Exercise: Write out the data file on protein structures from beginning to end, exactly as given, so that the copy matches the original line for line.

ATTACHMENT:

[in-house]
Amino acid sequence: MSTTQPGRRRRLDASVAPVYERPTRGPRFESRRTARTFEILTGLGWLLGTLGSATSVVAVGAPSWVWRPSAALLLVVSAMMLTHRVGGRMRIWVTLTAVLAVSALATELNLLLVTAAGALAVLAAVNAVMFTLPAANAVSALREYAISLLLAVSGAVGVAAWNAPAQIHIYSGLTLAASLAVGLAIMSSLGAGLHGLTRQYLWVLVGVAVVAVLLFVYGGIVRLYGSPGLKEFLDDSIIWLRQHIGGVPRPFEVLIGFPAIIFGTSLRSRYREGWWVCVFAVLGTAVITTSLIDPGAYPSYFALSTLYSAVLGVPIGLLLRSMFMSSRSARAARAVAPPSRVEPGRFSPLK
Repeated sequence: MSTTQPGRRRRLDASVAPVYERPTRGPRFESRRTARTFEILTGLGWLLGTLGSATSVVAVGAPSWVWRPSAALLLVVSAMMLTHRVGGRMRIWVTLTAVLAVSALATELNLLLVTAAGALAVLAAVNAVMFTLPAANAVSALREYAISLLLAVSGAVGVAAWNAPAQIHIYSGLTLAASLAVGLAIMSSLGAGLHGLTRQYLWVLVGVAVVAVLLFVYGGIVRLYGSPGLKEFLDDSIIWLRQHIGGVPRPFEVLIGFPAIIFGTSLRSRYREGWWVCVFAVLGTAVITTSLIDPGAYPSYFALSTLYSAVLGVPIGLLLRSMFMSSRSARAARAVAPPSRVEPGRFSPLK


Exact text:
[in-house]
Amino acid sequence: MSTTQPGRRRRLDASVAPVYERPTRGPRFESRRTARTFEILTGLGWLLGTLGSATSVVAVGAPSWVWRPSAALLLVVSAMMLTHRVGGRMRIWVTLTAVLAVSALATELNLLLVTAAGALAVLAAVNAVMFTLPAANAVSALREYAISLLLAVSGAVGVAAWNAPAQIHIYSGLTLAASLAVGLAIMSSLGAGLHGLTRQYLWVLVGVAVVAVLLFVYGGIVRLYGSPGLKEFLDDSIIWLRQHIGGVPRPFEVLIGFPAIIFGTSLRSRYREGWWVCVFAVLGTAVITTSLIDPGAYPSYFALSTLYSAVLGVPIGLLLRSMFMSSRSARAARAVAPPSRVEPGRFSPLK
Repeated sequence: MSTTQPGRRRRLDASVAPVYERPTRGPRFESRRTARTFEILTGLGWLLGTLGSATSVVAVGAPSWVWRPSAALLLVVSAMMLTHRVGGRMRIWVTLTAVLAVSALATELNLLLVTAAGALAVLAAVNAVMFTLPAANAVSALREYAISLLLAVSGAVGVAAWNAPAQIHIYSGLTLAASLAVGLAIMSSLGAGLHGLTRQYLWVLVGVAVVAVLLFVYGGIVRLYGSPGLKEFLDDSIIWLRQHIGGVPRPFEVLIGFPAIIFGTSLRSRYREGWWVCVFAVLGTAVITTSLIDPGAYPSYFALSTLYSAVLGVPIGLLLRSMFMSSRSARAARAVAPPSRVEPGRFSPLK